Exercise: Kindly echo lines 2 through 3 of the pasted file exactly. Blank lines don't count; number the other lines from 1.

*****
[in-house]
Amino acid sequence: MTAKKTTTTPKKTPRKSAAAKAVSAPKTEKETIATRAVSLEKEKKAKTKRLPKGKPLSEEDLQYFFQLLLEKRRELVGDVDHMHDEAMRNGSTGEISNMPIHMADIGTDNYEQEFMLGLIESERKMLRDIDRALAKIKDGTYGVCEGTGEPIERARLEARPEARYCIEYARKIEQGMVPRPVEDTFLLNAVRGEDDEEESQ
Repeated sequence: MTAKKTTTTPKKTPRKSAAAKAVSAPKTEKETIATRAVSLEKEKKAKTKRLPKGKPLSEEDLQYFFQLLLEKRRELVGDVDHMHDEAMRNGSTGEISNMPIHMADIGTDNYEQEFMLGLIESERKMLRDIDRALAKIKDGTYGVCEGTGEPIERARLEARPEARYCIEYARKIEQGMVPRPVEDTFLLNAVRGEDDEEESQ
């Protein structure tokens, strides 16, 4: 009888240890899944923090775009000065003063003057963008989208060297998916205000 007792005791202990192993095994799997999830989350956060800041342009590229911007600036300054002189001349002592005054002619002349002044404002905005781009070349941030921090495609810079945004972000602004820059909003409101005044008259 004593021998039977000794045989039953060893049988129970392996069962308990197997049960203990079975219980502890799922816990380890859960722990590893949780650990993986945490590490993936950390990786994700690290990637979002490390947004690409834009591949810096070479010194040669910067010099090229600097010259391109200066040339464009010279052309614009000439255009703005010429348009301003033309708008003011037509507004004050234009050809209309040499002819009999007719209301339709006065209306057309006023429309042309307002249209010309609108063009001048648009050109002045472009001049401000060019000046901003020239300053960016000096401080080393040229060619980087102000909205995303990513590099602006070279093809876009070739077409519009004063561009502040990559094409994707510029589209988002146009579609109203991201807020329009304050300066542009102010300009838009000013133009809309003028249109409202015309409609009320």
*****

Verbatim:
Amino acid sequence: MTAKKTTTTPKKTPRKSAAAKAVSAPKTEKETIATRAVSLEKEKKAKTKRLPKGKPLSEEDLQYFFQLLLEKRRELVGDVDHMHDEAMRNGSTGEISNMPIHMADIGTDNYEQEFMLGLIESERKMLRDIDRALAKIKDGTYGVCEGTGEPIERARLEARPEARYCIEYARKIEQGMVPRPVEDTFLLNAVRGEDDEEESQ
Repeated sequence: MTAKKTTTTPKKTPRKSAAAKAVSAPKTEKETIATRAVSLEKEKKAKTKRLPKGKPLSEEDLQYFFQLLLEKRRELVGDVDHMHDEAMRNGSTGEISNMPIHMADIGTDNYEQEFMLGLIESERKMLRDIDRALAKIKDGTYGVCEGTGEPIERARLEARPEARYCIEYARKIEQGMVPRPVEDTFLLNAVRGEDDEEESQ